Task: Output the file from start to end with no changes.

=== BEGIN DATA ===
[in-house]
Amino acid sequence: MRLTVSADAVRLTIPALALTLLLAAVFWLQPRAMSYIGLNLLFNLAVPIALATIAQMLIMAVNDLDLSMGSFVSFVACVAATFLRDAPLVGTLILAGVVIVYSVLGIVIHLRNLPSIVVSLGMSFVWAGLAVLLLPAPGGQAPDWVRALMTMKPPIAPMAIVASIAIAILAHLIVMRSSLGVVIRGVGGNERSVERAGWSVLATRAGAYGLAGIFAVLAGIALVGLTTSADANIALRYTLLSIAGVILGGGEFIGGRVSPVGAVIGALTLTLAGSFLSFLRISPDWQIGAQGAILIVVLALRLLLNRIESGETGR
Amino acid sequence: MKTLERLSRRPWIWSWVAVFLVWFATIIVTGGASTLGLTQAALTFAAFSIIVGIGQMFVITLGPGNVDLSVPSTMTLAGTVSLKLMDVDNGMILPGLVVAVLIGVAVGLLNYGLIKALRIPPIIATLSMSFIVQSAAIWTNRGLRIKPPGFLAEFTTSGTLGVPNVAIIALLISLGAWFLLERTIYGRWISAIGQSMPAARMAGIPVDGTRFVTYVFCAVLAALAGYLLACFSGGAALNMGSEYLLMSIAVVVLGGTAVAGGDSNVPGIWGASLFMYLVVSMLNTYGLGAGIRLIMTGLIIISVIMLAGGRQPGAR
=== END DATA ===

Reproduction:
[in-house]
Amino acid sequence: MRLTVSADAVRLTIPALALTLLLAAVFWLQPRAMSYIGLNLLFNLAVPIALATIAQMLIMAVNDLDLSMGSFVSFVACVAATFLRDAPLVGTLILAGVVIVYSVLGIVIHLRNLPSIVVSLGMSFVWAGLAVLLLPAPGGQAPDWVRALMTMKPPIAPMAIVASIAIAILAHLIVMRSSLGVVIRGVGGNERSVERAGWSVLATRAGAYGLAGIFAVLAGIALVGLTTSADANIALRYTLLSIAGVILGGGEFIGGRVSPVGAVIGALTLTLAGSFLSFLRISPDWQIGAQGAILIVVLALRLLLNRIESGETGR
Amino acid sequence: MKTLERLSRRPWIWSWVAVFLVWFATIIVTGGASTLGLTQAALTFAAFSIIVGIGQMFVITLGPGNVDLSVPSTMTLAGTVSLKLMDVDNGMILPGLVVAVLIGVAVGLLNYGLIKALRIPPIIATLSMSFIVQSAAIWTNRGLRIKPPGFLAEFTTSGTLGVPNVAIIALLISLGAWFLLERTIYGRWISAIGQSMPAARMAGIPVDGTRFVTYVFCAVLAALAGYLLACFSGGAALNMGSEYLLMSIAVVVLGGTAVAGGDSNVPGIWGASLFMYLVVSMLNTYGLGAGIRLIMTGLIIISVIMLAGGRQPGAR